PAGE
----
The other books in the Trilogy, as well as the miscellaneous collection volume The Martians are all in my reading queue, so I will no doubt write more about them.
(This is a long post. Forgive me.)
I’m a Scientist is over.
The results haven’t been announced yet, but we have no more live chats, we’re unlikely to get any more questions, and who knows how many kids will vote at this point in the week?
It’s been emotional. It’s been fun. It’s been frustrating, interesting, mouth openingly astounding, downright odd, amusing and insane in almost equal measure. I’ve met (as much as you can really meet people on the internet) some awesome people, stolen some of their ideas, and maybe opened up some new ideas and projects.
I was genuinely surprised by how much fun being bombarded with questions constantly for two weeks could be.
In the end though, it’s those questions that were the best bits. So I thought I would collect some of the best ones here.
There were amazing questions…
Questions that were so simple that only a kid could think of but were actually the most insightful…
questions that made us think…
questions that made me feel ridiculously unintelligent…
some more personal questions, which was really the whole point of I’m a Scientist in the first place, I think…
some interesting themes…
but by far my favourite bits were where our answers, either to the offline questions or the live chats, inspired further questions, opening up a dialogue with the kids, something that I think the format of I’m a Scientist really lacks, and really made me feel like what I said was getting through
I wonder what I’ll do tomorrow, when I have no questions to answer. Maybe I’ll just start spouting random facts to my friends and strangers I meet. Maybe I’ll find another outlet for this enthusiasm that I want to get out. No matter what, I’ll miss you, I’m a Scientist. Sniff.
I saw a crow today, battling with a large stick. It was about three times as long as the crow, and probably weighed about half what the crow did. I stood for maybe five minutes, watching as the crow carefully balanced the stick in its beak, taking its time, moving it around, flying from the ground, first, to a low branch and eventually to the near top of a spindly tree. It was a struggle, or must have been, the bird straining to lift each time, but have what looked to be a gentle touch the whole way through.
It perplexed me. I could see no reason for the crow to want such a big branch. It would be no good for a nest, unless it was a contender for structural support in some kind of crow mansion. In the end, it seemed that there was no reason for the crow to want it–it dropped it, stood for a little while, then flew off.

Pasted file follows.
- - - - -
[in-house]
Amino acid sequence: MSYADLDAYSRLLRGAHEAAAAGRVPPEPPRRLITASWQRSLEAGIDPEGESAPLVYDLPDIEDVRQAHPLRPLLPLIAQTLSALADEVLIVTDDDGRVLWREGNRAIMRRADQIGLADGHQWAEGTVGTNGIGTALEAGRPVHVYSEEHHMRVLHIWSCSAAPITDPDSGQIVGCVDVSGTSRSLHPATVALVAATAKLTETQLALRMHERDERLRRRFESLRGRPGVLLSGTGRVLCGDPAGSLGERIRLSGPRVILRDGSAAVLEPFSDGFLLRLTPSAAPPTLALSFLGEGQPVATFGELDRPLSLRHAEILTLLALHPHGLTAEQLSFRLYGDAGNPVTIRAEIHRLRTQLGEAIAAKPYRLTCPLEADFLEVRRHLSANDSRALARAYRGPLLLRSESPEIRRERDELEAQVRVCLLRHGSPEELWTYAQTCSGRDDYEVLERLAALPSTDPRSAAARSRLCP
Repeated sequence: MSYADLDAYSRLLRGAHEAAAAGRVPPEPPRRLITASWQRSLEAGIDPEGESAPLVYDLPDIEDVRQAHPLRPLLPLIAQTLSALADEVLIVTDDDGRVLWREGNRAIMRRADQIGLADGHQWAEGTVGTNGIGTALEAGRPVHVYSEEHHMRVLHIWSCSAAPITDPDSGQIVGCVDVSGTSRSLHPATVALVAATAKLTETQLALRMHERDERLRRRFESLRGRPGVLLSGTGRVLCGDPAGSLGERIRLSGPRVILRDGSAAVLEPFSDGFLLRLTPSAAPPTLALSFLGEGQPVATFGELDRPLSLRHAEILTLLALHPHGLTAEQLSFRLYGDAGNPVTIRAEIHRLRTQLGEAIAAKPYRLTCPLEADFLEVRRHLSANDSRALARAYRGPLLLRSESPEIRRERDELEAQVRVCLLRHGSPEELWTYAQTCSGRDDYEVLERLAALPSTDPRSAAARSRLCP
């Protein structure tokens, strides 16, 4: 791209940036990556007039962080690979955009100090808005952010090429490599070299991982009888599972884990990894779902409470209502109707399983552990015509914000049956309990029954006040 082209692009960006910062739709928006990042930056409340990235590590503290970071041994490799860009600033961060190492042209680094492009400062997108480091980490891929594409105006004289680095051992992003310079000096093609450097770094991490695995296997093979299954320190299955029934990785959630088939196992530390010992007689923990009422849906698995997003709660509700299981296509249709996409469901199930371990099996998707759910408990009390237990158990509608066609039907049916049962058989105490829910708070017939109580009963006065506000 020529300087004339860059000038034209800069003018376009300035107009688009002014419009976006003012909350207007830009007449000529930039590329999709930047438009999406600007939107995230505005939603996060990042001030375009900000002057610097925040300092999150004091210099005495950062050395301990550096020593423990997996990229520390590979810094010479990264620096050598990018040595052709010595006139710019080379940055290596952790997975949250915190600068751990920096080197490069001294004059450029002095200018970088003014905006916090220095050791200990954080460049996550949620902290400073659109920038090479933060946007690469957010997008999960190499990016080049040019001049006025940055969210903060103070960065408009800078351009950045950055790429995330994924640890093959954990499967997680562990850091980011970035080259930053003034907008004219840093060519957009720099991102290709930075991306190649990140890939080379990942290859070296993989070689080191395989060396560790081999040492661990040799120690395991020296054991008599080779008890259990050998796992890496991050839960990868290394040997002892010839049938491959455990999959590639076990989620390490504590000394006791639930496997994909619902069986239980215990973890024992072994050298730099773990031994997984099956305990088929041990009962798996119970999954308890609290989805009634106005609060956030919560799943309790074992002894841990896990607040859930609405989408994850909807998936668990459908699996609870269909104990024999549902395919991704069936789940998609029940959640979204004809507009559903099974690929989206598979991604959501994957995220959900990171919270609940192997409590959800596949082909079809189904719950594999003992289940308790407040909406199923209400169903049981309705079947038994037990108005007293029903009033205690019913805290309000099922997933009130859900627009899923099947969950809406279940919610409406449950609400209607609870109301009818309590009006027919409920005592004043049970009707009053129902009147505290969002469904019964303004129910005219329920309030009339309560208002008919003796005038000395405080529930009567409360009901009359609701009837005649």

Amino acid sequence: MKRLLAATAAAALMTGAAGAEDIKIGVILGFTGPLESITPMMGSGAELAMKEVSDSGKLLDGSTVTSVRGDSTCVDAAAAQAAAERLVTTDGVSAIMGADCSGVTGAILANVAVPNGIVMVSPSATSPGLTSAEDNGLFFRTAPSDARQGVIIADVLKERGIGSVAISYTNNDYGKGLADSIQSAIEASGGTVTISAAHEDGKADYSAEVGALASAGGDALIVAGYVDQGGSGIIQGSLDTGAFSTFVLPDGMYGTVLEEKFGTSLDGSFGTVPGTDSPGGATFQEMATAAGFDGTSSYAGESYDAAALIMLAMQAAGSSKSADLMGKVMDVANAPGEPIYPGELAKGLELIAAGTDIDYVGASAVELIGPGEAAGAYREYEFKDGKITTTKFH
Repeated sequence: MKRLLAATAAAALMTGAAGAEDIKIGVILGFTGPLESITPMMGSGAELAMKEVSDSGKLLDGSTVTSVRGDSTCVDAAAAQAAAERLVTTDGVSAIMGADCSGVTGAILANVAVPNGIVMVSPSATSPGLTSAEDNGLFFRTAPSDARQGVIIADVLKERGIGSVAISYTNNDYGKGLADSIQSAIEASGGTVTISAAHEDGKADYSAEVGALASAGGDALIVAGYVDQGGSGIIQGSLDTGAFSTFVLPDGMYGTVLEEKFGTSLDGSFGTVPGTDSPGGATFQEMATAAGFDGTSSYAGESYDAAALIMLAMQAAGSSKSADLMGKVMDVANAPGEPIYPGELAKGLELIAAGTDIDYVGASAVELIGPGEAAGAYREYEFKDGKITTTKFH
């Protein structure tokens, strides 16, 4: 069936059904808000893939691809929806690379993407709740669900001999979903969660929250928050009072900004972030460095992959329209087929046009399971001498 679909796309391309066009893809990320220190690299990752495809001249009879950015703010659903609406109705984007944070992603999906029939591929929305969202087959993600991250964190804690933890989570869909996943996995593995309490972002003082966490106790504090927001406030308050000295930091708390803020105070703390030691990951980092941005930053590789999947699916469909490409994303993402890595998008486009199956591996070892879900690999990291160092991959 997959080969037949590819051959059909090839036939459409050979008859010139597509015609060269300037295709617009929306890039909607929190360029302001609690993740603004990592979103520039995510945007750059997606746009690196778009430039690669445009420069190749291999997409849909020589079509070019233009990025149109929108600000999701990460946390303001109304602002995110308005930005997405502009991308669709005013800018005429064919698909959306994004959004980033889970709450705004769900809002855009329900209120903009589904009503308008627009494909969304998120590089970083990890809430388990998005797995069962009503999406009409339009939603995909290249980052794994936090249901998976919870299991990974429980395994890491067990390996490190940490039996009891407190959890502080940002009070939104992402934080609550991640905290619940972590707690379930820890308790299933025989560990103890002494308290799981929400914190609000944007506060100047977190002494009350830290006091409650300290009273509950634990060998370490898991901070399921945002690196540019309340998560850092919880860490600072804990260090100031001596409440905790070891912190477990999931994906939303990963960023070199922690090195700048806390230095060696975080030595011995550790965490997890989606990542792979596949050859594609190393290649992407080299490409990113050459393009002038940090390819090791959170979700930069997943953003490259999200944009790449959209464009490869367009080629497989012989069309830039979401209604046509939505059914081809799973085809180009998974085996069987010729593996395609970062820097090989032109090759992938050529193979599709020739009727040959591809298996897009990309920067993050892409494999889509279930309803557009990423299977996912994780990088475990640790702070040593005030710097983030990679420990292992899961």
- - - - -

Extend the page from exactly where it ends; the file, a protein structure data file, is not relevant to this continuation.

The episode reminded me of a TED talk I saw a while ago. All the time I was watching, I saw a kind of intelligence underlying what the crow was doing. I didn’t understand it, but could see that at least it knew what it was doing.
The TED talk was all about just this–the unnervingly high intelligence of crows. They adapt quickly, learn to use tools. They learn from each other. Not only do they do all this, but they seem to be getting better at it, and they’re getting better because of us. This is slightly scary.
One of my favourite animals is the octopus. A while ago I read this article, which details the amazing mental faculties of these fascinating animals. I’ve played with some in my travels underwater, and observed some of their amazing behaviour, including their rock gardens and camouflage. According to the article, they have personalities, play with toys, can solve puzzles and seemingly can possess a sense of humour.
None of this was anything compared to sense of dread that developed after watching killer whales hunting on Frozen Planet. The killers work as a team, employ fairly complex fluid dynamical properties, and play with their prey.
At this point I am starting to fear for my life. If any of these creatures decided to, they could probably do us serious harm. More than that though, we walk around our planet with this strange sense of entitlement because we are (or seem to be) ‘intelligent’. Really though, this idea is challenged more and more regularly, and maybe we shouldn’t be so entitled.
I’m currently throwing myself (fairly weakly, admittedly) at the literature review of my first year report. The part I’m on at the moment is trying to give some background context, by talking about the scientific exploration of Mars. This means I’m getting paid to sit and read about this, something that I have been paying for the privilege of doing for many years, and would happy continue doing so for many years to come.
The other great thing is the reading itself. From a few different sources I’m learning about all the very human stories of these different missions, their failures, their triumphs. It really brings the science aspect down to Earth, especially when I’m sitting round the corner from one of the guys with probably the most human of all those stories.
All of this tied in quite nicely to the fact I’m listening my way through the Life Scientific podcasts. These provide a similar glimpse behind the science curtain to the people behind some really important discoveries. Professor Pillinger was one of the guests, and I heard his episode live, which is what turned me on to the podcast.
I really think that this is something that needs promoting. People like stories and they like stories about people more than just stale science. The problems and issues and fights and triumphs that we all face as scientists are all part of those human stories, and they make science so much more personal.
Another piece of serendipity – on one of the episodes, Professor Colin Blakemore makes a point about his controversial neurological experiments on animals. He says [Paraphrased] “I took my children into the lab. I realised that if I couldn’t explain, couldn’t justify what I was doing to them, then should I really have been doing it?”
A lot of the questions we’ve been getting on I’m a Scientist have been about the more personal aspects of science – were we nerds at school, did we enjoy it, what our days are like, and one I particularly liked, “If you were to find anything on mars what would you do? (jump up and down, laugh, tell the world immediately).” Some of them, though, have required me to think hard about what my research entails, with questions about how it would help people, how it would affect the world and so on being rather prevalent. My answer is definitely getting better.